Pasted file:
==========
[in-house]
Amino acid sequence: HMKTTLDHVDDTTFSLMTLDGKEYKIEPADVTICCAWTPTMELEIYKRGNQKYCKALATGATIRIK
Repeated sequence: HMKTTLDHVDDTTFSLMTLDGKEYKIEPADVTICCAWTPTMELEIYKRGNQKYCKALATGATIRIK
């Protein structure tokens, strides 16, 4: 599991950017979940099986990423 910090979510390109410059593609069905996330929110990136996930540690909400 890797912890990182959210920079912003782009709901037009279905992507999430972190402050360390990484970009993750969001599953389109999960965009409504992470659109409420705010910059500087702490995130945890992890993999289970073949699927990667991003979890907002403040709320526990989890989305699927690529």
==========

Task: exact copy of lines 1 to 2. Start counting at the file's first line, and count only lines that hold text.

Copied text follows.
[in-house]
Amino acid sequence: HMKTTLDHVDDTTFSLMTLDGKEYKIEPADVTICCAWTPTMELEIYKRGNQKYCKALATGATIRIK